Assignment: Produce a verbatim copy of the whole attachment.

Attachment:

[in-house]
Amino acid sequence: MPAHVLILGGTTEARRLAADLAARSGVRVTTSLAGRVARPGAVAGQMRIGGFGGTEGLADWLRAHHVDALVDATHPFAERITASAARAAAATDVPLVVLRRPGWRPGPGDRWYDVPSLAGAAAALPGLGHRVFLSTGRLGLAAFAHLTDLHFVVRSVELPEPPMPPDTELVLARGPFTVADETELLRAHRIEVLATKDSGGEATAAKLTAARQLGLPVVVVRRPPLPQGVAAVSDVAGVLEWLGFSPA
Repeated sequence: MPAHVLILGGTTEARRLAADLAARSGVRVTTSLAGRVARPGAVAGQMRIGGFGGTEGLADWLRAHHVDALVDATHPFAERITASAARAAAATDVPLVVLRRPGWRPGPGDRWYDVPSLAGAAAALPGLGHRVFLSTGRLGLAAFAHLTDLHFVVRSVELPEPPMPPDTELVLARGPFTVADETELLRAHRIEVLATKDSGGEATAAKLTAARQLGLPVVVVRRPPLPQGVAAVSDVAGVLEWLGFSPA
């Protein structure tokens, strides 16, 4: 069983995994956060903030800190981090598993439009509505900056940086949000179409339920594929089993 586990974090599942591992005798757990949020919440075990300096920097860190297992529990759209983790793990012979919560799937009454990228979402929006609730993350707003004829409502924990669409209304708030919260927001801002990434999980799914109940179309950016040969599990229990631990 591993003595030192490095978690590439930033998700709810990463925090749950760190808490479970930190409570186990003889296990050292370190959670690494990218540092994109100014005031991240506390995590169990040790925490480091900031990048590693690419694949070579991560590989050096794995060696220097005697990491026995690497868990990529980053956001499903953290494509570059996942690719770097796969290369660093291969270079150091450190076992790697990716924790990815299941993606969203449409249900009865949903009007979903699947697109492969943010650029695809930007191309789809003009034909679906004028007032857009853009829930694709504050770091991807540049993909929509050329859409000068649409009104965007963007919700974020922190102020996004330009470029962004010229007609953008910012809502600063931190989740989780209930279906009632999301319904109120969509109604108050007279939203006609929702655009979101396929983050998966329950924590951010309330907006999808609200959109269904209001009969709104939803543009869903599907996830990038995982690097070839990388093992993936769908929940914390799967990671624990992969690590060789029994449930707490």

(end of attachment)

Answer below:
[in-house]
Amino acid sequence: MPAHVLILGGTTEARRLAADLAARSGVRVTTSLAGRVARPGAVAGQMRIGGFGGTEGLADWLRAHHVDALVDATHPFAERITASAARAAAATDVPLVVLRRPGWRPGPGDRWYDVPSLAGAAAALPGLGHRVFLSTGRLGLAAFAHLTDLHFVVRSVELPEPPMPPDTELVLARGPFTVADETELLRAHRIEVLATKDSGGEATAAKLTAARQLGLPVVVVRRPPLPQGVAAVSDVAGVLEWLGFSPA
Repeated sequence: MPAHVLILGGTTEARRLAADLAARSGVRVTTSLAGRVARPGAVAGQMRIGGFGGTEGLADWLRAHHVDALVDATHPFAERITASAARAAAATDVPLVVLRRPGWRPGPGDRWYDVPSLAGAAAALPGLGHRVFLSTGRLGLAAFAHLTDLHFVVRSVELPEPPMPPDTELVLARGPFTVADETELLRAHRIEVLATKDSGGEATAAKLTAARQLGLPVVVVRRPPLPQGVAAVSDVAGVLEWLGFSPA
């Protein structure tokens, strides 16, 4: 069983995994956060903030800190981090598993439009509505900056940086949000179409339920594929089993 586990974090599942591992005798757990949020919440075990300096920097860190297992529990759209983790793990012979919560799937009454990228979402929006609730993350707003004829409502924990669409209304708030919260927001801002990434999980799914109940179309950016040969599990229990631990 591993003595030192490095978690590439930033998700709810990463925090749950760190808490479970930190409570186990003889296990050292370190959670690494990218540092994109100014005031991240506390995590169990040790925490480091900031990048590693690419694949070579991560590989050096794995060696220097005697990491026995690497868990990529980053956001499903953290494509570059996942690719770097796969290369660093291969270079150091450190076992790697990716924790990815299941993606969203449409249900009865949903009007979903699947697109492969943010650029695809930007191309789809003009034909679906004028007032857009853009829930694709504050770091991807540049993909929509050329859409000068649409009104965007963007919700974020922190102020996004330009470029962004010229007609953008910012809502600063931190989740989780209930279906009632999301319904109120969509109604108050007279939203006609929702655009979101396929983050998966329950924590951010309330907006999808609200959109269904209001009969709104939803543009869903599907996830990038995982690097070839990388093992993936769908929940914390799967990671624990992969690590060789029994449930707490």